Every product and service provider should be aware of the market in which their business operates. Different markets operate with different standards each with unique buyer and seller personas, rules, and guiding outputs. By understanding the basics of each type of market, you may find it easier to find the correct strategy for your product offering.
If your business is in the consumer market, that means you sell to individuals, families, or other entities for their own personal use. When you sell a product to someone that helps alleviate one of their primal discomforts (such as hunger or need for shelter) or provides them entertainment, then you sell them a consumer good. The consumer market is enormous and flexible. A good that nobody demands at one point may be a must-own years later; think of the demand for smartphones between 1990 and today. Marketing is extremely competitive and often challenging in the consumer market. Final consumers have many demands, may have small budgets, and their tastes or preferences can change quickly. It is important to brand effectively and keep an eye on the competition.
Some companies have to create and sell the materials and capital equipment that other companies rely on things like steel beams, chemicals, forklifts, office furniture, and oil. Such companies are often called “suppliers” and comprise the industrial market. Industrial sellers don’t offer final goods and services, at least in the technical economic sense. They offer capital goods. Since their buyers are other businesses or governments, industrial sellers can expect a more predictable (and even rational) buyer behavior, which means easier marketing strategies. Because industrial suppliers often sell in bulk, their buyers can negotiate a lower per-unit price. It can be difficult for an industrial company to enjoy the kinds of markups that sellers in other markets enjoy. A bulk sales strategy also tends to require more inventory space and, by association, higher inventory costs.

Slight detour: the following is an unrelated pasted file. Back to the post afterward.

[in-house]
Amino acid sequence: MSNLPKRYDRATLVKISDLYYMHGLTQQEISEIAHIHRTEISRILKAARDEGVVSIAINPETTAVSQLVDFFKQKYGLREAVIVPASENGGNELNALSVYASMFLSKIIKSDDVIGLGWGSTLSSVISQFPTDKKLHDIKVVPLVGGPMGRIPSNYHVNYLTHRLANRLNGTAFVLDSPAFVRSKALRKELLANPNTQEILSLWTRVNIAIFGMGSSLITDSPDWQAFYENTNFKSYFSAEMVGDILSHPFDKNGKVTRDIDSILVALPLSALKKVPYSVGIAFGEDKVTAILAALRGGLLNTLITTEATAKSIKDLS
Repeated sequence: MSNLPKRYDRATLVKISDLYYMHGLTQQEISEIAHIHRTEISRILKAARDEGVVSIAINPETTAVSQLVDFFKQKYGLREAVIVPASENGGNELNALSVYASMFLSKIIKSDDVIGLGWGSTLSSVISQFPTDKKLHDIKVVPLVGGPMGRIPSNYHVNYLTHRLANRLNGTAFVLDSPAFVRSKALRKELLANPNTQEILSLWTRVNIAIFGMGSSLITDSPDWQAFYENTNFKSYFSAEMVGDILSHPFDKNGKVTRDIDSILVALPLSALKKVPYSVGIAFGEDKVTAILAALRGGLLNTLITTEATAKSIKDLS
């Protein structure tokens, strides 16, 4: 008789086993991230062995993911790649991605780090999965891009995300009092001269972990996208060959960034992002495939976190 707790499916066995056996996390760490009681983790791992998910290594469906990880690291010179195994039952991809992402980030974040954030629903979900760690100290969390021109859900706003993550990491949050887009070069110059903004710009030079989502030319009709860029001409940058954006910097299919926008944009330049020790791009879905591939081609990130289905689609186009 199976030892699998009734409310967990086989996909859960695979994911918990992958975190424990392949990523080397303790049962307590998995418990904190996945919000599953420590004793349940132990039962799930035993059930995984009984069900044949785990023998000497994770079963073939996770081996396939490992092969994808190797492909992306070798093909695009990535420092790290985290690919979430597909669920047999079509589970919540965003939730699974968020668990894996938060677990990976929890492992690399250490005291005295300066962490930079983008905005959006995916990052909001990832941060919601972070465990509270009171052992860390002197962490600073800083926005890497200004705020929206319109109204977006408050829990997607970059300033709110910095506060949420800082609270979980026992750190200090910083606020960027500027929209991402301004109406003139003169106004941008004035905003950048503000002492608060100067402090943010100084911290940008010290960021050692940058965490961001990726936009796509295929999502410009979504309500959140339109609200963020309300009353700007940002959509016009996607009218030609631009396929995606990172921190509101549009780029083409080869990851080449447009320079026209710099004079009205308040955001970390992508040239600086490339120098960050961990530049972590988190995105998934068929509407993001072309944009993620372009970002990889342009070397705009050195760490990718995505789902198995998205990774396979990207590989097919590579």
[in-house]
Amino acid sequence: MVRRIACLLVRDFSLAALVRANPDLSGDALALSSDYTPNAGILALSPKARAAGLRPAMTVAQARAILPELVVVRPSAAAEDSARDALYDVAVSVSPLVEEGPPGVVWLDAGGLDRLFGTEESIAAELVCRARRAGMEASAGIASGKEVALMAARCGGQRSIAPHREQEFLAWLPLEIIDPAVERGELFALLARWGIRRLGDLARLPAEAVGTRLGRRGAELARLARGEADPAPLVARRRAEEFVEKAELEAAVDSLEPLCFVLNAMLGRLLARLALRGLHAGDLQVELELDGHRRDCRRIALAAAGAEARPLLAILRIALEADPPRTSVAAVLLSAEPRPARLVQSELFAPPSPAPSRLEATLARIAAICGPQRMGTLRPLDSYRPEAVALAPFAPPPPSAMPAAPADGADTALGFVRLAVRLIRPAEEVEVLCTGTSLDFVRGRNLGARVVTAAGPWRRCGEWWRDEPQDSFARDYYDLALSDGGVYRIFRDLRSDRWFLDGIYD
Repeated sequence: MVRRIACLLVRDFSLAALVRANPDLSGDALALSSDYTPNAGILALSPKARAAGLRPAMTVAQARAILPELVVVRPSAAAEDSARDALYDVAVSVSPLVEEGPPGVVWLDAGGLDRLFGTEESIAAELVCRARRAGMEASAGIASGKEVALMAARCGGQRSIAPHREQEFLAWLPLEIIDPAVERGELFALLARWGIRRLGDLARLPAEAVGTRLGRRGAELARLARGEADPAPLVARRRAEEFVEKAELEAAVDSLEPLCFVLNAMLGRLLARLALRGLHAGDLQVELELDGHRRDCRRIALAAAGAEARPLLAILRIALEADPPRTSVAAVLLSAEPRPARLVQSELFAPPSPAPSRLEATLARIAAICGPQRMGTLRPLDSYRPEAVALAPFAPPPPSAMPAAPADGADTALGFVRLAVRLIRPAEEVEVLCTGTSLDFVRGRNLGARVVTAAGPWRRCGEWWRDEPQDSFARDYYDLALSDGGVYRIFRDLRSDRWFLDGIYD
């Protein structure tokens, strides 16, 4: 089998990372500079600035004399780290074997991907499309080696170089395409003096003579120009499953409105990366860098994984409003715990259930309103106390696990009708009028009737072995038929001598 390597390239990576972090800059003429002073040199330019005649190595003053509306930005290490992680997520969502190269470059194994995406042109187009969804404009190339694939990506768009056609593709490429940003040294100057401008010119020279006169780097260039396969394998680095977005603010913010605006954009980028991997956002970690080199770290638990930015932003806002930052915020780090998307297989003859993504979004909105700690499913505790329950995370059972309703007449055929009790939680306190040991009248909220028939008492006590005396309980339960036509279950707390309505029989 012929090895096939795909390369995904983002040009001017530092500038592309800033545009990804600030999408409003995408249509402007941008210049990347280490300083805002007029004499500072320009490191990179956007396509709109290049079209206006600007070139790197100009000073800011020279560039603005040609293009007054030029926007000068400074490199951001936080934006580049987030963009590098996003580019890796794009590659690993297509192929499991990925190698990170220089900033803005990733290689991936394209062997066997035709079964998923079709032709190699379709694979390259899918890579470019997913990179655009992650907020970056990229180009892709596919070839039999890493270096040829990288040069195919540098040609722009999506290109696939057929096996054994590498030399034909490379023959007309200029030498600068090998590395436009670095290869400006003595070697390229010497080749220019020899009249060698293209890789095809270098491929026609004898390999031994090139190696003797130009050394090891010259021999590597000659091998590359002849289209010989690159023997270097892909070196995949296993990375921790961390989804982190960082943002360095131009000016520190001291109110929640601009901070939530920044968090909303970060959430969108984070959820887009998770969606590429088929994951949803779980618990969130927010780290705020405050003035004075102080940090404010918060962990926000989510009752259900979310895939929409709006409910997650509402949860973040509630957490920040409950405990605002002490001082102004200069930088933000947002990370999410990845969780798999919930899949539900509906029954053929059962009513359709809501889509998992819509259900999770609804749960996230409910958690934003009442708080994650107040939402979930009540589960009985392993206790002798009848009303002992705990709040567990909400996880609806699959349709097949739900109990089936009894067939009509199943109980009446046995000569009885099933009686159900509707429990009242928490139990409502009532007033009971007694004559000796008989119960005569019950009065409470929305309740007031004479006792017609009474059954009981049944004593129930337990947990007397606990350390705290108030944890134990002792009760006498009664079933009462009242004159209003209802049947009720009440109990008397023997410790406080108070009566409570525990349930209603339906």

Institutional players are not traditional for-profit businesses. Think of public hospitals, prisons, public schools, government parks, or nonprofits. The institutional market is different than other markets, because revenue is not always the guiding output for an organization. This has its challenges, but it also means that the intense pressure of market competition is not always present for managers, employees, or directors. Many providers and sellers in the institutional space are publicly owned or rigidly regulated, which makes it difficult or impossible to run traditional revenue-expense calculations. If you are an institutional seller, you may have to deal with predetermined budgets or other arbitrary production guidelines.
Some companies operate by purchasing other final consumer products and then reselling (or, in some cases, leasing) those products to other parties. The reseller is less of a producer and more of a distributor for example, some entrepreneur notices a discrepancy between supply and demand in a certain market, and so she buys goods from an oversupplied area and sells them in an undersupplied area. The clear advantage that wholesalers have is that they do not have to manufacture the products themselves and manage production channels. However, wholesalers must be excellent marketers and must also know how to negotiate with their suppliers to maintain their margins. Try not to think of market analysis as an academic exercise. Use it to think more strategically. The better you understand the unique dynamics of your market, the better prepared you can be.